Ensure that whichever cement to choose to work with, do not change manufacturer or brand name. Stick with the same cement throughout, as there are distinct colour variations to some products. Perversely, I find that the darker the dry cement powder, the lighter the dried mortar colour becomes.
(One small aside here, if you are using premix mortar or bulk delivery concrete, and it starts to be become unworkable due to time or hot weather factors, by adding water – the logical thing to do – you actually speed up the hardening process, water being the accelerant in the hardening of concrete!)
Top soil BS 3882 (2007)
Topsoil must be ordered to conform to BS 3882. This is very important, as some of the material cited as ‘top soil’ – even shown as such on the one tonne big bags at the merchants – may in fact be green waste. This is not top soil!
You may be required to supply screened sterilised top soil, in which case you will need to see a certificate stating its pedigree. Such soils are relatively expensive, and will add considerably to the project costs.
If you are working on an organic site, you will need to see a Soil Association certificate for each load that is delivered to site.
There are three main topsoil types, the first being referred to ‘as dug’ which implies that it is literally, straight from another site, with natural humus and small tree roots etc, but substantially free from pernicious weeds etc.
Type two is called screened topsoil, which is a mixture of topsoil, small stones, some sand, with variable organic matter.
Type three is known as manufactured, which is a mix of good quality topsoil mixed with some green waste compost and organic matter.
Nursery Stock BS 3936
Nursery stock should be to BS 3936 as a matter of course. Each plant, or batch of plants should have a Plant Passport number, which should be noted for future reference in case of problems e.g. vine weevil or disease.
Check the quality of the stock for stem and root damage, removing some pots if necessary. All pots with pot bound roots or weedy compost (and couch grass in the pots/roots) should be rejected outright.
Turf BS 3969
There are a wide range of grass turf varieties available. It is not always wise to buy the very finest quality turf, unless the client is prepared to spend a lot of money on aftercare treatment.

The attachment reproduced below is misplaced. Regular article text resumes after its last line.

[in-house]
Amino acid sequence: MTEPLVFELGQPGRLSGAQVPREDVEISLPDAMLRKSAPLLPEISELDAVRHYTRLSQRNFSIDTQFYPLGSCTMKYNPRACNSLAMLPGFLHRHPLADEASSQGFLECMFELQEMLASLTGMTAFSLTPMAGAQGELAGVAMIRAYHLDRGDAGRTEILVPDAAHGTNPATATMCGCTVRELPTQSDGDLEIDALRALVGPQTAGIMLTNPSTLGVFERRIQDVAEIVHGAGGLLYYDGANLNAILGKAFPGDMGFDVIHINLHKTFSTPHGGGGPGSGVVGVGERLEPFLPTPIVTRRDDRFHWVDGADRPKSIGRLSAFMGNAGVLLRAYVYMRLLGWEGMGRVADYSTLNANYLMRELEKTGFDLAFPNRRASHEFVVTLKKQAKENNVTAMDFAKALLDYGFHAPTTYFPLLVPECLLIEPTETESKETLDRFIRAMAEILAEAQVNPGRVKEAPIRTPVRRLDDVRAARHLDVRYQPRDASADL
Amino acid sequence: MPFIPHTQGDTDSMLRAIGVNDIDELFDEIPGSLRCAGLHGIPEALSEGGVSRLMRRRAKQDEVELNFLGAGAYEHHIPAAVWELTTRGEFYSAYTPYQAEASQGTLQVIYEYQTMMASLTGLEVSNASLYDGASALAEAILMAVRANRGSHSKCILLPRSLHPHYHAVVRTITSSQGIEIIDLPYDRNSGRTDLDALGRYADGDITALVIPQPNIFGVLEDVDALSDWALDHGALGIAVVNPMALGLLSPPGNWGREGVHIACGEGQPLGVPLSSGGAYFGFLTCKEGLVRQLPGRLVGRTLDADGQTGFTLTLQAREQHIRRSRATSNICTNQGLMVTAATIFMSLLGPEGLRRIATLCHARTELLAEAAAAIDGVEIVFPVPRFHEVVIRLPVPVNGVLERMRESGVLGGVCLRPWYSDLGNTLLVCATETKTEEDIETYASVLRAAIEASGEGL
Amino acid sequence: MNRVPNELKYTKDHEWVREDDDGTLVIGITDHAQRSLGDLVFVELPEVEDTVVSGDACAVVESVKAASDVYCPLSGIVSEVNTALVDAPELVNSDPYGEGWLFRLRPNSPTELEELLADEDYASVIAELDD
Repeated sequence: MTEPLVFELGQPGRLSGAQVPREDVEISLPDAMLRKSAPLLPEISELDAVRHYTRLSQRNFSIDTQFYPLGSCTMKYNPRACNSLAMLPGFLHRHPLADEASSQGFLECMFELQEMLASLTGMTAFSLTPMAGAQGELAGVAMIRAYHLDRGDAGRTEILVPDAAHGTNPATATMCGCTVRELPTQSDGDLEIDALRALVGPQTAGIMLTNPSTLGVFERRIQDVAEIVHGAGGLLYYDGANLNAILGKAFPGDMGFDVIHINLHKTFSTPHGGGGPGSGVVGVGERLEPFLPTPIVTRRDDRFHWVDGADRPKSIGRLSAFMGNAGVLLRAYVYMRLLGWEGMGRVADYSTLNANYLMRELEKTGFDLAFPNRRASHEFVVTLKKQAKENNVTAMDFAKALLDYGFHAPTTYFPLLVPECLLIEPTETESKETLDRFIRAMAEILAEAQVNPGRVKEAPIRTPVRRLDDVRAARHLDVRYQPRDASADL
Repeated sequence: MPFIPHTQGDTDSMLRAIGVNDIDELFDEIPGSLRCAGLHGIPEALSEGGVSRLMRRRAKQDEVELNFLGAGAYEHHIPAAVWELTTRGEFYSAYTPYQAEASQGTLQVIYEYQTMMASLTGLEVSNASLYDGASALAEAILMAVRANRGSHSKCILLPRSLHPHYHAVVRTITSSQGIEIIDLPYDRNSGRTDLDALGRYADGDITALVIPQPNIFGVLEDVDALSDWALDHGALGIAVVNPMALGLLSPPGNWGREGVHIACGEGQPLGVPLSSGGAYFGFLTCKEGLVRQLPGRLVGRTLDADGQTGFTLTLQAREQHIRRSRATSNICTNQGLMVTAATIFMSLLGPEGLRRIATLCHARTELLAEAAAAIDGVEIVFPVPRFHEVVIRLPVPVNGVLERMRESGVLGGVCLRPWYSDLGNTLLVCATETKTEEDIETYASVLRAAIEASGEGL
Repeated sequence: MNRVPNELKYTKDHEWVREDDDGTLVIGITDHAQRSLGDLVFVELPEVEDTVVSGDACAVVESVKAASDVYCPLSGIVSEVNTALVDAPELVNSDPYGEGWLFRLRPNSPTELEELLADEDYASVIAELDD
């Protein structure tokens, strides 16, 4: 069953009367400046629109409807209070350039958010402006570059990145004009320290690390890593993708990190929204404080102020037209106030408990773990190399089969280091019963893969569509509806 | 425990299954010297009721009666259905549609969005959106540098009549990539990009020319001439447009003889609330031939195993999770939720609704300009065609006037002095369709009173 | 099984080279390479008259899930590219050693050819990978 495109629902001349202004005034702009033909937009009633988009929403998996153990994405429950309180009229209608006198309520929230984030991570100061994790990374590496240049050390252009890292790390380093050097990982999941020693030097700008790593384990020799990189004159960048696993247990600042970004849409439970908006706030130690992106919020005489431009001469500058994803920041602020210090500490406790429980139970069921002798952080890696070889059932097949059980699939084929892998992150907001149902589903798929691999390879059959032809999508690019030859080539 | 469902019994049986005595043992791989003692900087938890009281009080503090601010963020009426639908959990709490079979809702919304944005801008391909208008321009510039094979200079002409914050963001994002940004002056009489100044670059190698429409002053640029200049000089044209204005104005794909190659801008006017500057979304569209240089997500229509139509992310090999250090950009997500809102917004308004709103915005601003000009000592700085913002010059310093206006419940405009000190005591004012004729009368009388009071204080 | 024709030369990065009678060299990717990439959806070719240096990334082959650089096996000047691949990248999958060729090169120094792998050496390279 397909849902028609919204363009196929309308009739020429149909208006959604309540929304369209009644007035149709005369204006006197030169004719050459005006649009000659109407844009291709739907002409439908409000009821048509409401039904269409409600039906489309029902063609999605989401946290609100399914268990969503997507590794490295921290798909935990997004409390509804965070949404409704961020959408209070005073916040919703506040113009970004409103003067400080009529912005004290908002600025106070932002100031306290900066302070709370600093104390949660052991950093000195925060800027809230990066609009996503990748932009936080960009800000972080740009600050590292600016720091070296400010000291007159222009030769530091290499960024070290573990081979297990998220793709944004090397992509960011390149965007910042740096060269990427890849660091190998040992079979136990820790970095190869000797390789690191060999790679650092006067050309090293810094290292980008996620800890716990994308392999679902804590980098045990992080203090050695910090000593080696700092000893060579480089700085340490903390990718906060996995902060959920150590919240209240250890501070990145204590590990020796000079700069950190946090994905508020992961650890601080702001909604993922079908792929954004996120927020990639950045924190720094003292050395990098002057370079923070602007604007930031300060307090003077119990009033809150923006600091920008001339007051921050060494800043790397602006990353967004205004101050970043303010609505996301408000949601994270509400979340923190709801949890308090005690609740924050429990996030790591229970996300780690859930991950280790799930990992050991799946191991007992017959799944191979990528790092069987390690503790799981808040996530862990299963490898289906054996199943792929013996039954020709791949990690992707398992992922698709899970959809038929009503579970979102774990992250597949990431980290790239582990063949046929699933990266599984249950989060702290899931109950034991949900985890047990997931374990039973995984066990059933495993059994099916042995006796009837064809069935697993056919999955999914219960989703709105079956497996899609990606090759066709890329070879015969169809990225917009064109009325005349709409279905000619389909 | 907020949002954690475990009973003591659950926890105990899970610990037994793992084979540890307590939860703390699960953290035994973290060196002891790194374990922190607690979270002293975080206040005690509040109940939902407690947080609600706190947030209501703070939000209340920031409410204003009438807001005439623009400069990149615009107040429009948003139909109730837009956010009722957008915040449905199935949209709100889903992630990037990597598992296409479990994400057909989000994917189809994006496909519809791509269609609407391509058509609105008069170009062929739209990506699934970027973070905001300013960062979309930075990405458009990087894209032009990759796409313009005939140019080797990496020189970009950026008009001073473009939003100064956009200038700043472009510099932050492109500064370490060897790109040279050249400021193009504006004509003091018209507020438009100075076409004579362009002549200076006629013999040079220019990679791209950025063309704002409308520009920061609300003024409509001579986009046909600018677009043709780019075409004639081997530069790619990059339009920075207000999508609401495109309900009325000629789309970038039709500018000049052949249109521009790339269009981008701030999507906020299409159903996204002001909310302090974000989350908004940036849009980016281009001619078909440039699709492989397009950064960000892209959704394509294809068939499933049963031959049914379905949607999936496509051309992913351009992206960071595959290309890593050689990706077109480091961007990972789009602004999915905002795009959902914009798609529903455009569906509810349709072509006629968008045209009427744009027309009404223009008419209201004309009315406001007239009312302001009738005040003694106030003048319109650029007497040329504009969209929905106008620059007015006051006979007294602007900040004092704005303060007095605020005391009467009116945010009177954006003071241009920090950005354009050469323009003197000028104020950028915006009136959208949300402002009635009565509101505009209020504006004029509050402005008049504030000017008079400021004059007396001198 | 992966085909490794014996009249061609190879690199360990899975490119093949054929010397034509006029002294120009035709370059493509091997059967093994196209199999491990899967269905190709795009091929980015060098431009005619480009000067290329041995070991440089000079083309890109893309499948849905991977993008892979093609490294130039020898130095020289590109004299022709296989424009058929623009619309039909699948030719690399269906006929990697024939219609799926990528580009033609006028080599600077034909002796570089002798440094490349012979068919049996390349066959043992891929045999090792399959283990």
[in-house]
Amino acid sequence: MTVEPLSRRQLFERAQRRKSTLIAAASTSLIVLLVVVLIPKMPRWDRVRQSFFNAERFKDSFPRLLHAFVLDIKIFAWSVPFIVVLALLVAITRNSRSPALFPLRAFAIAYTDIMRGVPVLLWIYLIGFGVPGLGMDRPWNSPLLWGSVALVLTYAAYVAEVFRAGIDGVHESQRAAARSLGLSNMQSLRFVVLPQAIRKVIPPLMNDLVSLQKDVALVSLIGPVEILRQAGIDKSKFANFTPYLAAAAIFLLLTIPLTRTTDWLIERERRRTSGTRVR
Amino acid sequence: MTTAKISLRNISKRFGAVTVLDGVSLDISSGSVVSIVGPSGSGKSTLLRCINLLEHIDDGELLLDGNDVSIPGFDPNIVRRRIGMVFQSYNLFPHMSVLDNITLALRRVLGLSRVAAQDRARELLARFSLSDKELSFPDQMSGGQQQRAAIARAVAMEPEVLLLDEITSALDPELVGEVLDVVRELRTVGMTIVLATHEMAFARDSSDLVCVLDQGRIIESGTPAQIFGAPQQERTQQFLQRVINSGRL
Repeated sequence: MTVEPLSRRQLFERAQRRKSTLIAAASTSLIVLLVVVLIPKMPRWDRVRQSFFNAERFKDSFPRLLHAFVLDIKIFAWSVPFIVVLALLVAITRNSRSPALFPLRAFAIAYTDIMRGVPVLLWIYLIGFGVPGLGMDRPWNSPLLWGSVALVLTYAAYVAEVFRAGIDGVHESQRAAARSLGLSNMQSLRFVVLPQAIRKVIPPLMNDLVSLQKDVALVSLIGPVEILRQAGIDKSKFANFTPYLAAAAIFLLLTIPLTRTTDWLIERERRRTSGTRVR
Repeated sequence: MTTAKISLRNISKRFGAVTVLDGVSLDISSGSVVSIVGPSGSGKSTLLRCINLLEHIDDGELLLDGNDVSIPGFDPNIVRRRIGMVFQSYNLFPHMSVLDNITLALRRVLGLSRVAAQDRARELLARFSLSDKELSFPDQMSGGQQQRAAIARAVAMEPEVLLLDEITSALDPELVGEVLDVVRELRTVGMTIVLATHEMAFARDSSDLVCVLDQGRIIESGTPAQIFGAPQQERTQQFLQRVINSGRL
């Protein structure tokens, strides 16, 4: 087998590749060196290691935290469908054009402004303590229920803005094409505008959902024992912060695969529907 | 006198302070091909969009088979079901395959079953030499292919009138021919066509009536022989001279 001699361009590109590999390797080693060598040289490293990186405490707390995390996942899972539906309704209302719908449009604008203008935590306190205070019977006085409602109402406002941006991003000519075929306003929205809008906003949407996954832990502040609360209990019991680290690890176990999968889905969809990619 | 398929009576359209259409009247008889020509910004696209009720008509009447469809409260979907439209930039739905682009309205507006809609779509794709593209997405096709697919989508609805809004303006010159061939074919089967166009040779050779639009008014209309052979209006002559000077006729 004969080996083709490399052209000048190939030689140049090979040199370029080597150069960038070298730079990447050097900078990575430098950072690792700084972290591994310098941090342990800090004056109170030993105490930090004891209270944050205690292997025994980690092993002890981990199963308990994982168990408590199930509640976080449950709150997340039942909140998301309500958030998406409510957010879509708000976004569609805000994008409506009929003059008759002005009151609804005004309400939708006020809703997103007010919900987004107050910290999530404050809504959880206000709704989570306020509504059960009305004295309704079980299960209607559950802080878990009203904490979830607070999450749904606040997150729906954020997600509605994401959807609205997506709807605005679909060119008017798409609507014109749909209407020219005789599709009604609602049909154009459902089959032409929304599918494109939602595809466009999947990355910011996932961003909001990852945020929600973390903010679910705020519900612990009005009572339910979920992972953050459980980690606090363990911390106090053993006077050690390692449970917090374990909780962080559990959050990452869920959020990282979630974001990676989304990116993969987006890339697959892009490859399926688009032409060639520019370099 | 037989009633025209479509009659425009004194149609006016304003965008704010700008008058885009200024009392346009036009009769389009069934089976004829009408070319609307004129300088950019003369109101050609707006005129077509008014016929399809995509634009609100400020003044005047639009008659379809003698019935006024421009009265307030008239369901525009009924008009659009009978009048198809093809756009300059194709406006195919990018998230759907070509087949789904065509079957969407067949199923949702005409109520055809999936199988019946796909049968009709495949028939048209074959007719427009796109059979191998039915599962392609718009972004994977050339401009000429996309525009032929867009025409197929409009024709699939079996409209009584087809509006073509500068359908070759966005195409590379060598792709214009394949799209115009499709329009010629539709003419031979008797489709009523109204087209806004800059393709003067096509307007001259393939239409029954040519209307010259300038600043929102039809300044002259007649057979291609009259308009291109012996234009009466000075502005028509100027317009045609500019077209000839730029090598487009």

On some sites, you may have to match existing grass/lawns. It should be possible to arrange a site visit by your local supplier who will advise you of the nearest option. Such specialist advice should be acceptable to the clients and their agent.
It is often preferable to use a slightly lower grade of harder wearing turf, and feed and nurture that product to become ‘localised’ rather than try to force the garden to acclimatise to the turf!
All timber is expensive due to the high costs of manufacture, shipment and storage. It is also becoming scarcer, with a large volume being used in heating systems (as pellets) and various manufacturing processes involving mass market furniture, especially in the developing ‘Tiger’ countries.
Except for relatively small number of specialised schemes using Iroko, Teak, Quila and other exotic hardwoods, the Landscape industry normally relies on Oak and Cedar for hardwood projects and a range of Pines for other works.
Most timber, certainly new materials, will carry a ‘renewable resource’ label indicating that it is ‘green’ to use such timber. English Oak in good quality is becoming harder to find, but there is still a steady supply of French grown Oak available.
Storage on site is the biggest issue from the landscapers viewpoint, as wet or hot weather will cause splits or ‘shakes’ in the timber, making the planks or sections unworkable. The timber should be stored raised from the ground and heavily sheeted. Place timber battens between the layers of timber if necessary.
Accurate sizing or dimensioning of timbers is becoming an increasing problem. Due to tolerances permitted by the timber industry, the actual sizes of the materials can vary by as much as 5%, which causes many problems if you are using them in restricted situations i.e. as raised beds or retaining walls with upright supports to the rear. When you offer up a timber section (sleeper) to the backing plate, the thickness variations will show up and spoil the whole professional effect of the job. Very annoying, so ensure that, once again, you buy sufficient material to complete the job, plus a bit extra!